Why do Leaves Change Color in the Fall?

Your kid may have noticed the leaves changing color this fall as they started school and wait for Halloween. Why does this happen?

Winter is cold, dry, and usually pretty cloudy out, so the food (light and water) that trees need is in short supply. Rather than keeping their leaves, some plants drop them and seal-off the spots on their branches where the leaves were attached.

But that’s why leaves fall… what makes leaves colorful?

Leaves get their color from pigment molecules. Most of the year, chlorophyll is the pigment that gives leaves their vibrant green color. Chlorophyll lets plants make food using sunlight. During spring and summer when there is plenty of sunlight, plants make a lot of chlorophyll to grab as much energy from the sun as possible.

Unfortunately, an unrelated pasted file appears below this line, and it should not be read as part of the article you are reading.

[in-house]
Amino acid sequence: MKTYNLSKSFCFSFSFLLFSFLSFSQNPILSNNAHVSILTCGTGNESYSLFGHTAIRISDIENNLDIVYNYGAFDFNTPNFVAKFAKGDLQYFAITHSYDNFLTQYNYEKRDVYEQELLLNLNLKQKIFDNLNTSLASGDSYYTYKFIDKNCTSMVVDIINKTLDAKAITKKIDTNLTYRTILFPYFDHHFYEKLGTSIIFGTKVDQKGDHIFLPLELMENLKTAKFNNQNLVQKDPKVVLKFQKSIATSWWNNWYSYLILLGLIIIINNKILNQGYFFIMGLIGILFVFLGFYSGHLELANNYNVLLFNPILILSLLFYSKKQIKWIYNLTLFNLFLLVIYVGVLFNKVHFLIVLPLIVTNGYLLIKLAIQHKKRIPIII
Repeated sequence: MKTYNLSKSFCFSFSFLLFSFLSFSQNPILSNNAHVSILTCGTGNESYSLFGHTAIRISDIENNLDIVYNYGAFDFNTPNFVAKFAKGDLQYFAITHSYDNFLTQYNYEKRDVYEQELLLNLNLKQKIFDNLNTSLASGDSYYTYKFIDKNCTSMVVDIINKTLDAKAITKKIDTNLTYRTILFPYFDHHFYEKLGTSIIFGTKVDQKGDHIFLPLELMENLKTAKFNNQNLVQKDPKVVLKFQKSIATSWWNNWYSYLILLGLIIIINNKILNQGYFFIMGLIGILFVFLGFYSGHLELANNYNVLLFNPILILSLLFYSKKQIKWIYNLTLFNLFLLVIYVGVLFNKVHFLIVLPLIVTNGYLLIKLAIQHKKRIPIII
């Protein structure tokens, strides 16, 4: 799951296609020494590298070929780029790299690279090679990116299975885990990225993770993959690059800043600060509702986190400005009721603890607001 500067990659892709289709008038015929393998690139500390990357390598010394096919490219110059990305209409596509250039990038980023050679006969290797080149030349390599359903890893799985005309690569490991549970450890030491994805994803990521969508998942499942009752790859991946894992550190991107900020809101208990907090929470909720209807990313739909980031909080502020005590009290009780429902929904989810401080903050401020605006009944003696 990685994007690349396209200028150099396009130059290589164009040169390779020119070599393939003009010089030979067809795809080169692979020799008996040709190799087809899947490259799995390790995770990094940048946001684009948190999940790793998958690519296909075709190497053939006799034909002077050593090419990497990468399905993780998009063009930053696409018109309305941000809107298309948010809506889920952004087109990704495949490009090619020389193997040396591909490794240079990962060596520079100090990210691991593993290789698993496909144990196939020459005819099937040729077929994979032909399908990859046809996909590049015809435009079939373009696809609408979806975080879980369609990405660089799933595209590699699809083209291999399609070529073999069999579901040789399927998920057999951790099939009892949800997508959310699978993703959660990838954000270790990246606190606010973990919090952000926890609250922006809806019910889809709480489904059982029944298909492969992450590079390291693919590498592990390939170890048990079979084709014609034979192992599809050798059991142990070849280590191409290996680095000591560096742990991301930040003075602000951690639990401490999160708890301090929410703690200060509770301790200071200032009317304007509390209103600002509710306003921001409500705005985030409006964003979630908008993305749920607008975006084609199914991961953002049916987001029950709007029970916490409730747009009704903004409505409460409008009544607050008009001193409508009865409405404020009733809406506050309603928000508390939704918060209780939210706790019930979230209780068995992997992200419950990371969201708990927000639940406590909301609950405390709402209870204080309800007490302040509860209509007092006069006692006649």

In autumn when it starts to get cold, some plants stop making chlorophyll. Instead, those plants break down chlorophyll into smaller molecules. As chlorophyll goes away, other pigments reveal their colors, turning red or yellow.

The color change usually happens before the leaves fall from the tree. Plants save energy as they break down the chlorophyll and move it out of their leaves before the leaves, reabsorbing the chlorophyll molecules. When it’s warm and sunny enough to grow again, the plants can use those molecules to remake the chlorophyll.

The pigments that remain in the leaves as the chlorophyll is pulled are called carotenoids, which are yellow and orange. Additionally, anthocyanins, which are only produced in the fall, produce vibrant red, pink, or purple colors, protecting leaves from being eaten or getting sun burned.

What’s your favorite color of fall leaf?.

More Articles